ANGLETON — What once might have seemed science fiction is quickly becoming a reality for Angleton ISD students thanks to a new investment in security by the district.

Angleton ISD will be the subject of a case study for Honeywell International’s advanced security system which uses innovative technology for school safety, Police Chief James Gayle said.

As only the second school district in the entire nation to have the technology, the study will pave the way for other districts in the country.

The school’s police department was already working with Honeywell on an energy-saving package for the district when the Parkland school shooting happened in February 2018.

Three months later, the Santa Fe shooting happened. This one felt close to home, Gayle said. It prompted the school district to prioritize security and work with the company on implementing a new system.

As of this year, Angleton ISD joins a Seattle-based school district, the only other in the country, that will use the new technology to monitor security in all schools and facilities owned by the district.

The capabilities of the technology are incredible, Gayle said.

Anyone who’s seen Minority Report would make parallels between the movie’s pre-crime interactive screens and the 86-inch touch screen that fills the police headquarters at Angleton Junior High. There are six additional 43-inch screens and two TVs with current events and the weather channel on at all times, Gayle said.

But the goal is not spying, said Hanna Chalmers, a spokeswoman for the school district. It’s to ensure safety and provide administrators with access to deal with behavioral incidents, she added.

While the system includes more than 550 cameras with zooming capabilities throughout the district’s buildings, it’s also set up to lock and unlock doors if a threat arises, Gayle said.

That’s just the tip of the iceberg as far as technological capabilities are concerned, Gayle said.

Honeywell Account Manager Andy Dorwart said other operational controls can be built off the platform that’s part of the software. He said eventually it can control more than just door locks and cameras, though that’s all the school is using it for now.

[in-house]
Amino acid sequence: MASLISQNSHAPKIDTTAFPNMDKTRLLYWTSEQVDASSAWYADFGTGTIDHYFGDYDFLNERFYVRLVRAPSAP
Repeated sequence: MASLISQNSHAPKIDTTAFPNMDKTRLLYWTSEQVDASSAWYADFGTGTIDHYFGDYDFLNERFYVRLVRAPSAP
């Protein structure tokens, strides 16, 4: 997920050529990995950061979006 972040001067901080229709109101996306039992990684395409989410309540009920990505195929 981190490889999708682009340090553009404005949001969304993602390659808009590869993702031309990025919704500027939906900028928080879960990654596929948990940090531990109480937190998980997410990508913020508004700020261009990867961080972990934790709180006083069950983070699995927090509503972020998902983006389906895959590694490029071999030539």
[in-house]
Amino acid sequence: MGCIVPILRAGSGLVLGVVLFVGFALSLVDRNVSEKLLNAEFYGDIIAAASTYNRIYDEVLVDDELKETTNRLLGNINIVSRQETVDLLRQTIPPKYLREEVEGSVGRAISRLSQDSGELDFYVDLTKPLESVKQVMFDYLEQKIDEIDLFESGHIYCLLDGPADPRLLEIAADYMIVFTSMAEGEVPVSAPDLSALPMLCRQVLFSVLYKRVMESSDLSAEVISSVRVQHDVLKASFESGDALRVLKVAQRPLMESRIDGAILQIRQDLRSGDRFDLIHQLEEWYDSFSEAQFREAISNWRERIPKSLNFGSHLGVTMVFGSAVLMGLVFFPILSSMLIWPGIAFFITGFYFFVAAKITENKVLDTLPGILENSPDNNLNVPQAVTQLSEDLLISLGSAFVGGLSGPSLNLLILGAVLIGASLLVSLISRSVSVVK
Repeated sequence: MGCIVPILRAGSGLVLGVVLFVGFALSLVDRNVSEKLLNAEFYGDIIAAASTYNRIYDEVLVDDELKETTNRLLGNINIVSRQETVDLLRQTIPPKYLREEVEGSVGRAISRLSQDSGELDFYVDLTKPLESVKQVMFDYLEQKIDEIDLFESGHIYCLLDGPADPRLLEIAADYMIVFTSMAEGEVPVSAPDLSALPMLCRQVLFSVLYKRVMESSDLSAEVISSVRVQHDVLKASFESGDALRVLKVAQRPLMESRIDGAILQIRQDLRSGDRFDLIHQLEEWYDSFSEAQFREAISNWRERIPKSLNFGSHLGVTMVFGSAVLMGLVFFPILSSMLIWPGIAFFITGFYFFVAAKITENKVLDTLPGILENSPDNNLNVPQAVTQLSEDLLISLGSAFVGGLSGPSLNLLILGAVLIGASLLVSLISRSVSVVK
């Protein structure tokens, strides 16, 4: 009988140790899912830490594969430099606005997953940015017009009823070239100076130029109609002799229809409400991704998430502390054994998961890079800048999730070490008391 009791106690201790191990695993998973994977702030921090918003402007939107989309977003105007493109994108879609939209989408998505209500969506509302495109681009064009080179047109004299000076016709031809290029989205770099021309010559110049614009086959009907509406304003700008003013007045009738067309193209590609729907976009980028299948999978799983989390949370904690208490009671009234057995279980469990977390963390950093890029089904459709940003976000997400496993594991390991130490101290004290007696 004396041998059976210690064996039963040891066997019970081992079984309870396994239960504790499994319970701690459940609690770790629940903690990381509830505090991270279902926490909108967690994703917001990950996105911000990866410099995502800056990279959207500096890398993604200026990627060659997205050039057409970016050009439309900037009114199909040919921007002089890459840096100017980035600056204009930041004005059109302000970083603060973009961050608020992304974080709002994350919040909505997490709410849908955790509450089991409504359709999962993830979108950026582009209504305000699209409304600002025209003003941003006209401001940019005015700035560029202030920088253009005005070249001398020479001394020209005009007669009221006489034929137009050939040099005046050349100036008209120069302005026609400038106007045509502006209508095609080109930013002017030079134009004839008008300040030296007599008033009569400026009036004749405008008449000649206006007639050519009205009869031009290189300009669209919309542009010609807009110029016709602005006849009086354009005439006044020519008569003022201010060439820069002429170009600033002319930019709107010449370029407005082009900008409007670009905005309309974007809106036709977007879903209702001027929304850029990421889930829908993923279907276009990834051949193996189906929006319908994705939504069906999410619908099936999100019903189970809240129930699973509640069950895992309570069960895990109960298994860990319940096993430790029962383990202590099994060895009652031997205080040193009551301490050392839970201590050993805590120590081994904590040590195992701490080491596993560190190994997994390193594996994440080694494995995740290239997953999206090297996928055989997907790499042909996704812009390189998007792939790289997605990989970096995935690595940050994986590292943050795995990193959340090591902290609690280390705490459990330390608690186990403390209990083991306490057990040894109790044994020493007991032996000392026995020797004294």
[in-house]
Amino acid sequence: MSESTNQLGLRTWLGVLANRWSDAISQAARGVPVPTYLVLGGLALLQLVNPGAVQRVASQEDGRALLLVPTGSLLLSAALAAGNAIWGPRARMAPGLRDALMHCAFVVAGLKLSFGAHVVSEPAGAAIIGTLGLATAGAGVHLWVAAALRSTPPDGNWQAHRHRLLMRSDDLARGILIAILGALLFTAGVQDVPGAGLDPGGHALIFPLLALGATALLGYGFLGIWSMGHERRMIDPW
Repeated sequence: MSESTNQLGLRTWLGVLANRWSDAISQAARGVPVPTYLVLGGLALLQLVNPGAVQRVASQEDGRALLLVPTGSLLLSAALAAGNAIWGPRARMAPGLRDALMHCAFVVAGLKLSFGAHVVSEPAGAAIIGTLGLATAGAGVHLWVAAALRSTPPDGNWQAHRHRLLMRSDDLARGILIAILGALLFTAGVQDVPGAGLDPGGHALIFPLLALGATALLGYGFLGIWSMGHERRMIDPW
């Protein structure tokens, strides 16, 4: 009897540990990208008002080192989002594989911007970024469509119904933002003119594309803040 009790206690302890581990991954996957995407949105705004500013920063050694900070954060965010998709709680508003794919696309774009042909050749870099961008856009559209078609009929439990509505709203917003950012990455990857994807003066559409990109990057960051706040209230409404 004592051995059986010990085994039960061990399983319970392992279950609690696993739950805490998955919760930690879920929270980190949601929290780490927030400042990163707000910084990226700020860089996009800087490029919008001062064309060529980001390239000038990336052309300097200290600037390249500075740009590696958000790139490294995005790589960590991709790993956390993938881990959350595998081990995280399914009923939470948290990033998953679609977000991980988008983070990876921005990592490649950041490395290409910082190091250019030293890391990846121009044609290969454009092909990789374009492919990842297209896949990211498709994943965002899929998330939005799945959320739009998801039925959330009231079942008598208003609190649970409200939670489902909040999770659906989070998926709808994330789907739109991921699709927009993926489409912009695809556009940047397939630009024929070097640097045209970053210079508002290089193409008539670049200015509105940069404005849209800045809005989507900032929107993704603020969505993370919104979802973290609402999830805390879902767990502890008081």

“We’re primarily using a better system,” Dorwart said. “It’s a higher-tech system with more clarity, ease of interface and operation.”

The $2.25 million dollar cost was budgeted for and approved by the school board during the 2018-19 year when the police department headquarters changed from the high school to the junior high, Gayle said.

“This is really a three-phase project, and we’re still in phase two,” Gayle said. “The first phase was moving to Angleton Junior High School where we’d have more space to set up. The second phase was to create a professional developer room for training.”

The 15-person police department hasn’t entirely finished phase two, Gayle said, but the third phase to is creating a media briefing room where the superintendent can give statements or collaborate with media when an announcement needs to be made, he added.

“The goal is when there is an emergency, parents should only have to make one phone call and everything is set up right here,” Gayle said.

Gayle said he doesn’t necessarily want to be looked at as a leader, but more of an example to other school boards that this technology is out there.

“After school shootings, we’re always re-evaluating,” Gayle said. “If kids are hungry, they can’t learn. So every child at Angleton ISD can get breakfast and lunch for free. If kids feel unsafe, they can’t learn. So our goal is to make them as safe as possible.”

The new system has been used more in the first three weeks of school than the other system was used in a year, Gayle said. But not because multiple threats arose.

“We had a new student to the junior high who had a miscommunication about where his mom was going to pick him up,” Gayle said. “So we were able to look and track where that student went and help his parents get with him.”

There’s also no lag or time-lapse to the new system. Gayle and his team demonstrated how precise the timing is by having dispatch call an employee at the administration building, walk out of her office and wave at the camera. The example demonstrated how high tech the system features are, which Dorwart said can be built upon as technological advances are made to the software.

“I’m really proud of the district for helping to see this vision,” Gayle said. “I’m proud that they supported this and are helping to facilitate it.”

Gayle hopes the second phase of the plans will be completed by the end of the year.

Courtney Blackann is a reporter for The Facts. Contact her at 979-237-0152.

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